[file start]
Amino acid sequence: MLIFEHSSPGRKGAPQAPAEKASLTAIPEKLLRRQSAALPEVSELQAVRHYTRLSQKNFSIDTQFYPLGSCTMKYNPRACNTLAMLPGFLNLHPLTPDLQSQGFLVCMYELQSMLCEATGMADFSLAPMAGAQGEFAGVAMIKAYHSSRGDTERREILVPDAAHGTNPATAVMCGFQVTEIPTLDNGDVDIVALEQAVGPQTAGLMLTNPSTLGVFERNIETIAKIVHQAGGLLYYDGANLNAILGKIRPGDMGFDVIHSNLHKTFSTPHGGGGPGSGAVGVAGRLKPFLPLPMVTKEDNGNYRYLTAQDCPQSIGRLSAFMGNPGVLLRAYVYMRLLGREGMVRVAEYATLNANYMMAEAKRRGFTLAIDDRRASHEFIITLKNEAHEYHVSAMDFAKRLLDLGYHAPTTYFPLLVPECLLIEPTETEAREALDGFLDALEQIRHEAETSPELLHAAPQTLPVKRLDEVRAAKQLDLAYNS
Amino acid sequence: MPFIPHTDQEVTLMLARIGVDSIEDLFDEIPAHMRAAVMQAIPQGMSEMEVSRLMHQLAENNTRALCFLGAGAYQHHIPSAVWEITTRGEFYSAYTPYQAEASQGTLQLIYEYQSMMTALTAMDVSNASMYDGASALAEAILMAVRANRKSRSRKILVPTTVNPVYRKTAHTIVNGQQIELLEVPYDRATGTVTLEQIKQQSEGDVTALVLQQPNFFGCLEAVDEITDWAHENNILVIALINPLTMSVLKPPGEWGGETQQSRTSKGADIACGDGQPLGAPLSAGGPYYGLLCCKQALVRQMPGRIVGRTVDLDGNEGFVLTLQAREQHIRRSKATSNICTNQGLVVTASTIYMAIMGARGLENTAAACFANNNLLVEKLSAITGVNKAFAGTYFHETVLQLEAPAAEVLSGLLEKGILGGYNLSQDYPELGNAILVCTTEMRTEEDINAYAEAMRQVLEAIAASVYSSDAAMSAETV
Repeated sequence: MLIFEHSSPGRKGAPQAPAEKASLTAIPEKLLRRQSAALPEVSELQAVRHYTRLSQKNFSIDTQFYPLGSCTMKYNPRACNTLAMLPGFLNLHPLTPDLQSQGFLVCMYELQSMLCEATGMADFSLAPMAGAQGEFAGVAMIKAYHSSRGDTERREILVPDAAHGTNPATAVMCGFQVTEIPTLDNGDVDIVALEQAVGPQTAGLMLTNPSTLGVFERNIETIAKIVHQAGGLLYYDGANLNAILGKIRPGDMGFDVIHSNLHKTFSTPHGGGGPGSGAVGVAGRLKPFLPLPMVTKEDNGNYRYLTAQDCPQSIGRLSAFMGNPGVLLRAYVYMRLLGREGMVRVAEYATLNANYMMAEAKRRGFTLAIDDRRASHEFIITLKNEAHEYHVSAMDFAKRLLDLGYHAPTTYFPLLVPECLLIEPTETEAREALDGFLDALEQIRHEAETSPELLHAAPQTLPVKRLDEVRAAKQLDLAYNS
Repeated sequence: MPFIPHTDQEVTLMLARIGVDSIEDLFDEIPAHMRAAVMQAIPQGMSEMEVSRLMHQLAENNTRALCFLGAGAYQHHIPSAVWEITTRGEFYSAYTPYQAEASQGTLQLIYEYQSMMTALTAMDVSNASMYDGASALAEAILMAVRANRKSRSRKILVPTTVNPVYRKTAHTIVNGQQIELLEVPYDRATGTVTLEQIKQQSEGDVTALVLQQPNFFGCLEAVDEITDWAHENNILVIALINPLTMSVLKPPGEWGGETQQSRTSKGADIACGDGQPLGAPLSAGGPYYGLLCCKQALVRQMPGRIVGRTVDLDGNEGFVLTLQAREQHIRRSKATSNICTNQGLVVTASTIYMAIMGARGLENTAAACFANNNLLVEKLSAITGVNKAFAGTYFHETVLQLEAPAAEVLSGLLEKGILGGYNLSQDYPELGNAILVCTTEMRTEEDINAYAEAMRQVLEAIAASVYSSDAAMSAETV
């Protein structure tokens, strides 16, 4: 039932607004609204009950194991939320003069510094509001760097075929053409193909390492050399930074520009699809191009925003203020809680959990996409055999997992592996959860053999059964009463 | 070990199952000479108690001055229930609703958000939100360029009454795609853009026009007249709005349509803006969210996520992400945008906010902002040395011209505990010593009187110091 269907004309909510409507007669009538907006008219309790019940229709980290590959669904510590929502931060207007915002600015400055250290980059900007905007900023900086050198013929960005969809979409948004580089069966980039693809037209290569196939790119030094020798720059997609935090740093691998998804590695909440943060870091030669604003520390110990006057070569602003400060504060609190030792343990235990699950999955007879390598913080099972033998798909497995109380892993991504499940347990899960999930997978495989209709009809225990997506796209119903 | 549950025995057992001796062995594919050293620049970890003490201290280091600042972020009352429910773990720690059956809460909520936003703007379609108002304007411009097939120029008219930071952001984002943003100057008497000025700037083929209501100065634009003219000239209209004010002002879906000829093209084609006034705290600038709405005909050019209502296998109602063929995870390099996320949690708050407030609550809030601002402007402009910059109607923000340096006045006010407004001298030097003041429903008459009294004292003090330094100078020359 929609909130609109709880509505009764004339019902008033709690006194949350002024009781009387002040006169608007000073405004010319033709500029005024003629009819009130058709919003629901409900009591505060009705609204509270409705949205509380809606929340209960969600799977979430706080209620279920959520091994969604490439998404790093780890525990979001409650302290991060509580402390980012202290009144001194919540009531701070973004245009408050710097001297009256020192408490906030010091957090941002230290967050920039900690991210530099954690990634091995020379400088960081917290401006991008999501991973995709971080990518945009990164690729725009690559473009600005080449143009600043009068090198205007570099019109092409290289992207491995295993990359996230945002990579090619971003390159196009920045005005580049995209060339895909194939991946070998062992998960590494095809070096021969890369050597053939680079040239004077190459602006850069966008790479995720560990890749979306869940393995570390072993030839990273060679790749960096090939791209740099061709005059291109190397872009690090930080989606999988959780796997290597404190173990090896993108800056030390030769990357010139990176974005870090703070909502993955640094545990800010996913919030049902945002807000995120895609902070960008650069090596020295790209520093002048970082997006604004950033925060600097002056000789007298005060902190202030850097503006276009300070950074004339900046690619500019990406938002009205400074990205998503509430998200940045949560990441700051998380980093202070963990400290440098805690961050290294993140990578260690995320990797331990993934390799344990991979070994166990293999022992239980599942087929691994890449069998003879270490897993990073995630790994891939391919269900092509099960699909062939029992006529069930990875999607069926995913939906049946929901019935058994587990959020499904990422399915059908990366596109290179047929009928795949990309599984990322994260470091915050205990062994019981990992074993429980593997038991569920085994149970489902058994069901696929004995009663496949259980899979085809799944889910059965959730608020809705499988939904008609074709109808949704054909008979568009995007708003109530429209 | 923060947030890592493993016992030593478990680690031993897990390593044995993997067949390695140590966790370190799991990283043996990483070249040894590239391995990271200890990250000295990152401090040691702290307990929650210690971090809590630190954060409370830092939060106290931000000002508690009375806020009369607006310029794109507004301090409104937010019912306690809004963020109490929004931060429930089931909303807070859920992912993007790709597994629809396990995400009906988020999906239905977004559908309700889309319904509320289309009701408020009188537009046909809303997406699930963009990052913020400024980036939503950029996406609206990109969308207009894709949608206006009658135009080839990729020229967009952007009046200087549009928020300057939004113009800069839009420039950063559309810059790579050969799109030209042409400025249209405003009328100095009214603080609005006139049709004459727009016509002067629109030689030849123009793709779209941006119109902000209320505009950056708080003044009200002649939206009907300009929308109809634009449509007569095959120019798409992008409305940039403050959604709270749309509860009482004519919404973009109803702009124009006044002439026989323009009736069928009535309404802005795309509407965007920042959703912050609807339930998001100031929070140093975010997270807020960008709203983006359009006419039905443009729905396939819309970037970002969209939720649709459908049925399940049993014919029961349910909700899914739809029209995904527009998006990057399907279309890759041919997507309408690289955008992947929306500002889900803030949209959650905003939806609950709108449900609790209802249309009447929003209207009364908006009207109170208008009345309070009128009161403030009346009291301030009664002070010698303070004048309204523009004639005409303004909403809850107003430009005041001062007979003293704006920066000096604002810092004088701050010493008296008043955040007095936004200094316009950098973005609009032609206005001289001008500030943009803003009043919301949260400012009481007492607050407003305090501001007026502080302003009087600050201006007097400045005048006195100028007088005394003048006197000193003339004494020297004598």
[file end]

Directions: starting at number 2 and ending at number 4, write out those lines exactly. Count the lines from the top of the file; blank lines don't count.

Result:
Amino acid sequence: MPFIPHTDQEVTLMLARIGVDSIEDLFDEIPAHMRAAVMQAIPQGMSEMEVSRLMHQLAENNTRALCFLGAGAYQHHIPSAVWEITTRGEFYSAYTPYQAEASQGTLQLIYEYQSMMTALTAMDVSNASMYDGASALAEAILMAVRANRKSRSRKILVPTTVNPVYRKTAHTIVNGQQIELLEVPYDRATGTVTLEQIKQQSEGDVTALVLQQPNFFGCLEAVDEITDWAHENNILVIALINPLTMSVLKPPGEWGGETQQSRTSKGADIACGDGQPLGAPLSAGGPYYGLLCCKQALVRQMPGRIVGRTVDLDGNEGFVLTLQAREQHIRRSKATSNICTNQGLVVTASTIYMAIMGARGLENTAAACFANNNLLVEKLSAITGVNKAFAGTYFHETVLQLEAPAAEVLSGLLEKGILGGYNLSQDYPELGNAILVCTTEMRTEEDINAYAEAMRQVLEAIAASVYSSDAAMSAETV
Repeated sequence: MLIFEHSSPGRKGAPQAPAEKASLTAIPEKLLRRQSAALPEVSELQAVRHYTRLSQKNFSIDTQFYPLGSCTMKYNPRACNTLAMLPGFLNLHPLTPDLQSQGFLVCMYELQSMLCEATGMADFSLAPMAGAQGEFAGVAMIKAYHSSRGDTERREILVPDAAHGTNPATAVMCGFQVTEIPTLDNGDVDIVALEQAVGPQTAGLMLTNPSTLGVFERNIETIAKIVHQAGGLLYYDGANLNAILGKIRPGDMGFDVIHSNLHKTFSTPHGGGGPGSGAVGVAGRLKPFLPLPMVTKEDNGNYRYLTAQDCPQSIGRLSAFMGNPGVLLRAYVYMRLLGREGMVRVAEYATLNANYMMAEAKRRGFTLAIDDRRASHEFIITLKNEAHEYHVSAMDFAKRLLDLGYHAPTTYFPLLVPECLLIEPTETEAREALDGFLDALEQIRHEAETSPELLHAAPQTLPVKRLDEVRAAKQLDLAYNS
Repeated sequence: MPFIPHTDQEVTLMLARIGVDSIEDLFDEIPAHMRAAVMQAIPQGMSEMEVSRLMHQLAENNTRALCFLGAGAYQHHIPSAVWEITTRGEFYSAYTPYQAEASQGTLQLIYEYQSMMTALTAMDVSNASMYDGASALAEAILMAVRANRKSRSRKILVPTTVNPVYRKTAHTIVNGQQIELLEVPYDRATGTVTLEQIKQQSEGDVTALVLQQPNFFGCLEAVDEITDWAHENNILVIALINPLTMSVLKPPGEWGGETQQSRTSKGADIACGDGQPLGAPLSAGGPYYGLLCCKQALVRQMPGRIVGRTVDLDGNEGFVLTLQAREQHIRRSKATSNICTNQGLVVTASTIYMAIMGARGLENTAAACFANNNLLVEKLSAITGVNKAFAGTYFHETVLQLEAPAAEVLSGLLEKGILGGYNLSQDYPELGNAILVCTTEMRTEEDINAYAEAMRQVLEAIAASVYSSDAAMSAETV